(Tom Toles)
Editorial cartoonist

Sen. Al Franken (D-Minn.) initially said of the photo taken of him grabbing at Leeann Tweeden’s breasts while she was sleeping was “clearly intended to be funny but wasn’t. I shouldn’t have done it.”

This will not rank among the world’s great efforts at apologies. His second apology — “I’m sorry. I respect women. I don’t respect men who don’t. And the fact that my own actions have given people a good reason to doubt that makes me feel ashamed” — was an improvement, but I want to go back to the part about the photo being intended as funny.

Funny is something I’ve thought a lot about, as it’s supposed to be part of my job description, and may be the only contribution I can make to this discussion. Like everything else, humor is a source of argument right now, and most recently the argument has been whether we have become so politically correct that we can’t tell jokes anymore. I think of the subject a little differently.

I don’t think there’s such a thing as neutral humor. I think virtually every laugh has a subtext, and I think there are two. Humor is always about something. And if you unpack a joke, it is either about attack, or reassurance. That’s it. Take your pick. The whole debate about everybody being too PC is a way of arguing around this fact. Is anything just a “harmless joke”? A lot of what the anti-PC types want is to be able to tell jokes with a subtext that a group is inferior, and that everybody knows it. That’s the tension that the joke leverages its laugh out of. Take that implication away and it’s not a joke at all anymore. So should you be able to tell that kind of joke anyway? I guess so, you have free speech, but don’t be surprised if people have wised up and figured out that it’s just a way to demean a group, and that they don’t find it at all amusing, just some degree of offensive.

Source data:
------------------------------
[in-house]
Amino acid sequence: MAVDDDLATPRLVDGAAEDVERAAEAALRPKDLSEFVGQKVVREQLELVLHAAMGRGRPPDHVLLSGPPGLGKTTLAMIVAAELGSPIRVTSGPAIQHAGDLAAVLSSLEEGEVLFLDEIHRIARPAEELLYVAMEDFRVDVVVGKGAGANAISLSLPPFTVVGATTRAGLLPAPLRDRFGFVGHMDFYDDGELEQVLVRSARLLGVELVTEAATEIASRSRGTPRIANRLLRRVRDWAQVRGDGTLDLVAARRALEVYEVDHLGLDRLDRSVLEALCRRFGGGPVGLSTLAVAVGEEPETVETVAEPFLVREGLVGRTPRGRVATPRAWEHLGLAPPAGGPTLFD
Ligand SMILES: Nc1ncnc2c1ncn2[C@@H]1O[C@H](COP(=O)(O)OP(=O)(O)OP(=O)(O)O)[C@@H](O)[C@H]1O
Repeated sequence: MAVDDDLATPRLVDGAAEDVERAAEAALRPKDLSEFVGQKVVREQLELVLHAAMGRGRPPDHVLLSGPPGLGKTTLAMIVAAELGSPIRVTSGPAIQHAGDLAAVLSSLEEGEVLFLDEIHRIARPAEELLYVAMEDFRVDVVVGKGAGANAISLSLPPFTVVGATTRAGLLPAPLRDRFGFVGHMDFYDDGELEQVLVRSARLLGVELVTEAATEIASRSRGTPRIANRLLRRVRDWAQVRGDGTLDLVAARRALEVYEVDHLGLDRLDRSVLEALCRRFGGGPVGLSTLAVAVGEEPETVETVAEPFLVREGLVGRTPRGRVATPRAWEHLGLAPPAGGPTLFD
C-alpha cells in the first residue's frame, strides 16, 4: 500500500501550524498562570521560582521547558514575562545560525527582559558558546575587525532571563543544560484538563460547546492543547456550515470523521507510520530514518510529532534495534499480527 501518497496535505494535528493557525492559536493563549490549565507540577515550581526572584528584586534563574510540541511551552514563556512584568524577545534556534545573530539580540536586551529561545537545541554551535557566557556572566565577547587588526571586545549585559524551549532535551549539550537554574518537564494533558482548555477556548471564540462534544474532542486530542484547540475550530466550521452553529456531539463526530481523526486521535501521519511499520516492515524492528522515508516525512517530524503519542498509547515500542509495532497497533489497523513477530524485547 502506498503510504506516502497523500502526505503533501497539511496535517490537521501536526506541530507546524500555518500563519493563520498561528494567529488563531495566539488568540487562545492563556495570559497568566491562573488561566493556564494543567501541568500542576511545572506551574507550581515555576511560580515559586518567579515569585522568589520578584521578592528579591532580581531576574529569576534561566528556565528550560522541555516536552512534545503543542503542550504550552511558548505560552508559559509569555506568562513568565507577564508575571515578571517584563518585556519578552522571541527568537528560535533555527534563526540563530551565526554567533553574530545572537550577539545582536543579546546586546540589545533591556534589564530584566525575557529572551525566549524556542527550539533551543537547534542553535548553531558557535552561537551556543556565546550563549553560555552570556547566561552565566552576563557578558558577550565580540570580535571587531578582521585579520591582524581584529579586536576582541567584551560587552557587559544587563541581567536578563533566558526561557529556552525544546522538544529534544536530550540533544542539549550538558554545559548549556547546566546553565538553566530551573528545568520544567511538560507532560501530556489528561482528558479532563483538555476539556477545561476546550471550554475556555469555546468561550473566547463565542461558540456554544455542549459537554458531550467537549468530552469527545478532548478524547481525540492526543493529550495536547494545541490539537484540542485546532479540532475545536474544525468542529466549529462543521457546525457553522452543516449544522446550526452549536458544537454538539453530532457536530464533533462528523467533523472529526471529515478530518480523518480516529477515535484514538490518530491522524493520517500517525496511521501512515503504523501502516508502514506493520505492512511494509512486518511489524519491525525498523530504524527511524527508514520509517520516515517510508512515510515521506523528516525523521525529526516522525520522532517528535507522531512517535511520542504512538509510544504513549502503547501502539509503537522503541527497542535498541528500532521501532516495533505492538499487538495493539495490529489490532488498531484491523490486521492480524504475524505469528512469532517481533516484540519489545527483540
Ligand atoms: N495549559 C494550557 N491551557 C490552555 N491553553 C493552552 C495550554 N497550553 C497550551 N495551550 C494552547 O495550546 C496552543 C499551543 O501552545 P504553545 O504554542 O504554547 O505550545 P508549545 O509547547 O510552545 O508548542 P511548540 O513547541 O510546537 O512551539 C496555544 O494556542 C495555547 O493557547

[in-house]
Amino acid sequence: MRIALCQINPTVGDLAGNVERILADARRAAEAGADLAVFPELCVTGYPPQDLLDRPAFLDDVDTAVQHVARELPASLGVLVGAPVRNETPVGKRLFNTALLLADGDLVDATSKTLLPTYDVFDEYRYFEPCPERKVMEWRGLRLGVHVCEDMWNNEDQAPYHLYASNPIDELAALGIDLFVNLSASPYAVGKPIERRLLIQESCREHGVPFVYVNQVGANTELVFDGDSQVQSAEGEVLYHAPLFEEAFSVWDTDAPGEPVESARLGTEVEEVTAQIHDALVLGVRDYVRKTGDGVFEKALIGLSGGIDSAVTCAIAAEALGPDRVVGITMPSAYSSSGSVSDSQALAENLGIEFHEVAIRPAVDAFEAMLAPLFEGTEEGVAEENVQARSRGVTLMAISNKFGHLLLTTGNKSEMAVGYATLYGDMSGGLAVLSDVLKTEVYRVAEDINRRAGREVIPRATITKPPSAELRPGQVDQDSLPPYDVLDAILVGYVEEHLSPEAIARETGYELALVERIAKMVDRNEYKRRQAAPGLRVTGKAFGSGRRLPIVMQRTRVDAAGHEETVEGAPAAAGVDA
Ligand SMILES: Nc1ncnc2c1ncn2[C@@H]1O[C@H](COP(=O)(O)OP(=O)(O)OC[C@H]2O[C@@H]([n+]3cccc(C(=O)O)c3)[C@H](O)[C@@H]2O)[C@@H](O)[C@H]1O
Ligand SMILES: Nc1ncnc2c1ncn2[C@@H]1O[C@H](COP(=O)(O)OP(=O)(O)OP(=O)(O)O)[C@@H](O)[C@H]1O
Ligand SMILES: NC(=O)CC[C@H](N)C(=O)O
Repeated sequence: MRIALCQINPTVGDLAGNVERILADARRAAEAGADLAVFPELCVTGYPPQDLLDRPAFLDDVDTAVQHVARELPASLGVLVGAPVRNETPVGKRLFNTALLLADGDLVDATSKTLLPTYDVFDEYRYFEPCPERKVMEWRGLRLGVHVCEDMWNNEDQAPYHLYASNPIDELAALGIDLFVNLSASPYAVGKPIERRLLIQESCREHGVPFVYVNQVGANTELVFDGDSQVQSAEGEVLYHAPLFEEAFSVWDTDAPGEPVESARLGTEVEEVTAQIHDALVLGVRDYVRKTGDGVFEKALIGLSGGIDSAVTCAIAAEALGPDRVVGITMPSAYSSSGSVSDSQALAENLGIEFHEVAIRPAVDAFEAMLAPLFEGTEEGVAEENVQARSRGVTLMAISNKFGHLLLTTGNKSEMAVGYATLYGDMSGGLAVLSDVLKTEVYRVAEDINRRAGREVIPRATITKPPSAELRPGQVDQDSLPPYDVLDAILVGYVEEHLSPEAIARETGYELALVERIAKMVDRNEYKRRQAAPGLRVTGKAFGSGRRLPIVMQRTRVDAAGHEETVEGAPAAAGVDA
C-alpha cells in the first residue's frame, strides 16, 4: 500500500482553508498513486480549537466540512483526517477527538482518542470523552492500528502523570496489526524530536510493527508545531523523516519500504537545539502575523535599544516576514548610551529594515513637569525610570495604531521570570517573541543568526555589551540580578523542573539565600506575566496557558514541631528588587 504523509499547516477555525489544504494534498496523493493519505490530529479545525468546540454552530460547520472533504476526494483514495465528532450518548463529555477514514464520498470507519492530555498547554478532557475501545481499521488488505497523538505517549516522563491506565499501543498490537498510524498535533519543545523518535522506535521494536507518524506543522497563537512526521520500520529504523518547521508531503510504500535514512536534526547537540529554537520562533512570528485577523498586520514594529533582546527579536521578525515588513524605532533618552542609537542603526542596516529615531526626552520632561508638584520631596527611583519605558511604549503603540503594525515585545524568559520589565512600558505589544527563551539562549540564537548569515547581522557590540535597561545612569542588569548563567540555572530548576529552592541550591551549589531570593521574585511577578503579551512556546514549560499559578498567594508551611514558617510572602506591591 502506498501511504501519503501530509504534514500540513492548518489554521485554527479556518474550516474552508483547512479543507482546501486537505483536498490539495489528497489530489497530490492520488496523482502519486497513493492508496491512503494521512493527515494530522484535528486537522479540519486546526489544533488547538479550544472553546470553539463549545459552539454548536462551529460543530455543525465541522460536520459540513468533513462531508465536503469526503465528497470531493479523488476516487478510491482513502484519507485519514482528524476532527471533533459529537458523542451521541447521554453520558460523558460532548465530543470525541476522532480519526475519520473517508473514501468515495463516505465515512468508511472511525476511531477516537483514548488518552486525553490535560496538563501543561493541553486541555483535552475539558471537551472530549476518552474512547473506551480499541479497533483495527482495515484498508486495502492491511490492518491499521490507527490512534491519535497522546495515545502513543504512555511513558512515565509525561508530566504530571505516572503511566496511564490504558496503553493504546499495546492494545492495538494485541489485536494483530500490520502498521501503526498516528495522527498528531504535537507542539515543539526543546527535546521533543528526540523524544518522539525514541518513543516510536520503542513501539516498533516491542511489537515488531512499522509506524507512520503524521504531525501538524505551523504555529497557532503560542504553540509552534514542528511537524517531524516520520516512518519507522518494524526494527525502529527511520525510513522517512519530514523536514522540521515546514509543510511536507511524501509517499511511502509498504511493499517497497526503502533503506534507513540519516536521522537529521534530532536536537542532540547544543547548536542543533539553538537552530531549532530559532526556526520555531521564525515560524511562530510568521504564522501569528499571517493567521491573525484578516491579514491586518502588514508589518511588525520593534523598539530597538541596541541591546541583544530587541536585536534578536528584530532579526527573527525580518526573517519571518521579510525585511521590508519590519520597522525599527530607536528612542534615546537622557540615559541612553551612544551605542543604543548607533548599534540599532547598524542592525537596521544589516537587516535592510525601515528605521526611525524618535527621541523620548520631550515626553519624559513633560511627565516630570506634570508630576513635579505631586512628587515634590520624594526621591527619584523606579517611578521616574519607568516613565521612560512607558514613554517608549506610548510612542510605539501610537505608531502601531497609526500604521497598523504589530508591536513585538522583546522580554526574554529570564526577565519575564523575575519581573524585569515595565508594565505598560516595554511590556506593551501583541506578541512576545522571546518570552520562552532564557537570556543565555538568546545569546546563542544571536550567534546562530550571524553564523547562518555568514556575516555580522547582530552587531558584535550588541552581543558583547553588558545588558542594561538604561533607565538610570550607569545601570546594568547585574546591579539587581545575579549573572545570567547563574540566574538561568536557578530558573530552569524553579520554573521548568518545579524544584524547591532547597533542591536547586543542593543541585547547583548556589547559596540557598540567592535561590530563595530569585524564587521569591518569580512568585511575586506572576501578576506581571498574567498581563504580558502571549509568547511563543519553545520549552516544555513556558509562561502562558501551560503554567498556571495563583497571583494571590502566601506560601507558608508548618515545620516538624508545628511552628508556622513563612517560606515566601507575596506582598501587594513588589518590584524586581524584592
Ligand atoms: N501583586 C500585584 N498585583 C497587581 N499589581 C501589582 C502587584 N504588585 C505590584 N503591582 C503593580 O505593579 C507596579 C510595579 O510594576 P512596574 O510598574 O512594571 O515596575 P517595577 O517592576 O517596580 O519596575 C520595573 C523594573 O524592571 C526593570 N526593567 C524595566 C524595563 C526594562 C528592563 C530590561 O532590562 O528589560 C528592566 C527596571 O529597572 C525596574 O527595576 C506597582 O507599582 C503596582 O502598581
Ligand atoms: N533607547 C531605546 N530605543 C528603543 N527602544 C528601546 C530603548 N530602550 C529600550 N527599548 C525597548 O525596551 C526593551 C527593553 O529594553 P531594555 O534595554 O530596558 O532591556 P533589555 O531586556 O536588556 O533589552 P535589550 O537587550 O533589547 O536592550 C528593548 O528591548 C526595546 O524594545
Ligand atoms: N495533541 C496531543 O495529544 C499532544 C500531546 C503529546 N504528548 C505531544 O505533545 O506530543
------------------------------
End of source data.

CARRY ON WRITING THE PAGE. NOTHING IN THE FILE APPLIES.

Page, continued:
And then there is reassurance humor. This is a cultural norm reinforcer, and the laugh is a laugh of relief that our way is just fine. Al Franken’s attempted humor about breast grabbing, though it may have appeared to be attack humor, was actually reassurance humor. The subtext for reassurance was: Yes, men are in fact pigs, we always have been, and all of us want to do this, and would or will if we get a chance, and by the way the woman in the equation doesn’t matter that much. Who thinks this way? A lot of men have always felt entitled to. Steve Martin exhibited just about the exact same behavior in the movie “Dead Men Don’t Wear Plaid.” Don’t click here if you don’t want to see it.

But isn’t it impossible to put an end to inappropriate humor? Yes. People are not perfect, and they like humor, both as a weapon or as self-justification. You won’t stamp it out. But there are always social standards for what is offensive, and those standards are currently up for review. As it now happens, women are sick and tired of the chronic mistreatment, degradation, predatory behavior and actual rape of women they have had to endure since … well, forever.

Given all the recent revelations, they just might find someone kicking a man in the testicles somewhat funnier.